Despite some initial shortcomings, Google Classroom has found a permanent home in my learning environment. Google Classroom is the latest addition to Google’s popular apps for education, and like anything new, there’s a learning curve that must be conquered, but persistence usually pays off. The transition to Google Classroom presented some challenges during my first two weeks of use, but as the third week drew to a close, my students and I were beginning to feel that we have turned Google Classroom into a streamlined, time-saving instructional tool. I’ve really begun to appreciate the ease of creating and grading assignments, the instant feedback available to students, and for those of you used to asking your students to remember to “make a copy”, you will appreciate the inclusion of a feature that automatizes this process. However, Google Classroom has some room for growth to truly make a dent in the overcrowded space of educational technology. I’ve been keeping a list, and here’s what I’d like to see Google add in future updates.
Categorizing and/or Archiving: As an elementary teacher responsible for teaching multiple subjects, I would like the ability to apply subject tags to my assignments. As it is right now, all of the assignments that I create are listed in one long stream. I can see this stream getting unwieldily as the year progresses. Selecting subject tags would allow teachers to quickly view assignments by subject instead of searching through a long stream. Another option would be to offer an archiving feature whereby assignments are removed, but not permanently deleted, similar to how Gmail works.
Emailing Parents Assessment Information: Once an assignment is graded, Google Classroom automatically pushes out an email to my students’ GAFE Mail accounts with their grades. This is a nice feature, but I would like to have the additional ability to associate a parent email address with student accounts so that an email can pushed out to them as well.
Better Mobile Platform Integration: In my BYOD environment, one of the biggest challenges I faced during my first two weeks with Google Classroom was figuring out how students open, edit, and turn in assignments on a mobile platform. Google Classroom works very well on a computer, but on a mobile device it can be a little confusing at first. I have discovered that the most straightforward way to use Google classroom on a mobile platform is to have students go to Google Classroom in Safari, tap on the assignment, the Google Docs app will open (assuming it’s been installed), then the student completes the assignment in Docs and finally goes back to Safari to tap the “Turn In” button. I’m left wondering if Google will create a standalone app for Google Classroom whereby students could open, edit, and turn in assignments all without leaving the app. If it’s not easy, adaptation will be slow and cause frustration. Oddly, I’ve also discovered that Safari, not Chrome, offers the best experience with Google Classroom on an iOS device. Additionally, it’s handy to have your students use Safari to add a Google Classroom icon to their device’s home screen (see picture to the right). The next time they have an assignment to complete, all they need to do is tap the icon to start the process.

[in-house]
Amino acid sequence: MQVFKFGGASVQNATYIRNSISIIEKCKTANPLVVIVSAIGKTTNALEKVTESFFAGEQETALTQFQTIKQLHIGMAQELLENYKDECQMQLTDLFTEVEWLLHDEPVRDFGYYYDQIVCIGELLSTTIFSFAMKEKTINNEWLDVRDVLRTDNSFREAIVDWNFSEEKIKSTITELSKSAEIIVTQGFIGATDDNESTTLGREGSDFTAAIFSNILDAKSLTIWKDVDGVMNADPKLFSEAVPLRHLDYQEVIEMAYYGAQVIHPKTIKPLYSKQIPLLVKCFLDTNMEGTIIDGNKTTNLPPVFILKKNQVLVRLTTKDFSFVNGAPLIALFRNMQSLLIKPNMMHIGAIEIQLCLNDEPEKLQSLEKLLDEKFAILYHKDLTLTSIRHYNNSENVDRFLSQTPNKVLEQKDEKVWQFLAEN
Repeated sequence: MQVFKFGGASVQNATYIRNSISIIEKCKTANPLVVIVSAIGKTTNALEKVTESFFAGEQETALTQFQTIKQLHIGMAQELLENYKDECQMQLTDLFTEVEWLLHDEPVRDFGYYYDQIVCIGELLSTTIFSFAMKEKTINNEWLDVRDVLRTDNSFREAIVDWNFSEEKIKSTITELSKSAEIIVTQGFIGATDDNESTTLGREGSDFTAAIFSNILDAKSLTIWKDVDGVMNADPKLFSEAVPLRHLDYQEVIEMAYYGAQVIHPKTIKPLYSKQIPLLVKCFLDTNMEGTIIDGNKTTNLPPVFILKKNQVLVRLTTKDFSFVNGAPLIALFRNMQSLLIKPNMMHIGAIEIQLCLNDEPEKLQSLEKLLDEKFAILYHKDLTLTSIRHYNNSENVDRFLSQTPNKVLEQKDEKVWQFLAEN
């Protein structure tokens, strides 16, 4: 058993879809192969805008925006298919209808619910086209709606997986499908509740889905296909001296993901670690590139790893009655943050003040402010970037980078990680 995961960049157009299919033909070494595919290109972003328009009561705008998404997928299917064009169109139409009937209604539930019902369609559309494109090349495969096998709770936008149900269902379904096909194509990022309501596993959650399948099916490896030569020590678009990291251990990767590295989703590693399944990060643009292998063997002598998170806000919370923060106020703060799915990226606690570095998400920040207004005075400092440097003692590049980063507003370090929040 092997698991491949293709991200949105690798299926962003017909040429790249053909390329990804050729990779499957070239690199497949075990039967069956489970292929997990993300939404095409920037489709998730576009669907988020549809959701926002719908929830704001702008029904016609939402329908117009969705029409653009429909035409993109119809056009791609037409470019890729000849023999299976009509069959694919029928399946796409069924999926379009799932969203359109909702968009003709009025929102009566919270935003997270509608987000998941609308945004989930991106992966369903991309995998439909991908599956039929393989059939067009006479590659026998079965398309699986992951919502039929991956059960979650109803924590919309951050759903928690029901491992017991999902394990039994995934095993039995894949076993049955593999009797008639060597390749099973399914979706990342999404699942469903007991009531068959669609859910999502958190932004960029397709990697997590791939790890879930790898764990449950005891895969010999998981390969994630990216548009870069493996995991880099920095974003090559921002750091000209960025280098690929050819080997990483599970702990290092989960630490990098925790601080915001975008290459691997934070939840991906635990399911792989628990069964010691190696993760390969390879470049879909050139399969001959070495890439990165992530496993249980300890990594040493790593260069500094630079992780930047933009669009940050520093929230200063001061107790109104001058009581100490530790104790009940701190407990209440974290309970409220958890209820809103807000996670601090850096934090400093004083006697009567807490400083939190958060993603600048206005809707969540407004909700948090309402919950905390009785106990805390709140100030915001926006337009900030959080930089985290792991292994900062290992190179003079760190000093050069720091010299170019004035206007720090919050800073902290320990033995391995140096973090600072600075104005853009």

Addition of a Grade Book: Grading assignments in Google Classroom couldn’t be easier, and it’s probably my favourite feature, but currently there is no way to collate these grades into a single grade book or spreadsheet. It would also be a welcome addition to be able to click on a student’s name to receive an overview of their grades throughout a term. In turn, this could be shared with parents so that they could monitor their child’s progress.
Due Date Reminders: Currently, due dates for assignments are displayed in Google Classroom. However, students have to go to Google Classroom to check these dates. It would be nice if Google introduced the ability to send email reminders to students yet to submit assignments as due dates draw near.
Individualized Assignments: Students have a wide range of learning needs. I would like the ability to send modified assignments to individual students. Currently, when I send an assignment to my class, everyone gets the same assignment. This doesn’t allow the opportunity to differentiate assignments to meet the individual needs of my learners.
As an early adopter, I’m used to using software that may, in its current state, lack a rich feature set. If you have the ability to create GAFE accounts in your district, I would recommend Google Classroom without hesitation. Google has created a solid platform, and I’m confident that over the course of the next year, Google will introduce features that will make my wish list much smaller.
If you’re a TVDSB employee, and want to know more about Google Classroom, I invite you to attend one of the three sessions I will be facilitating at iCon 2014.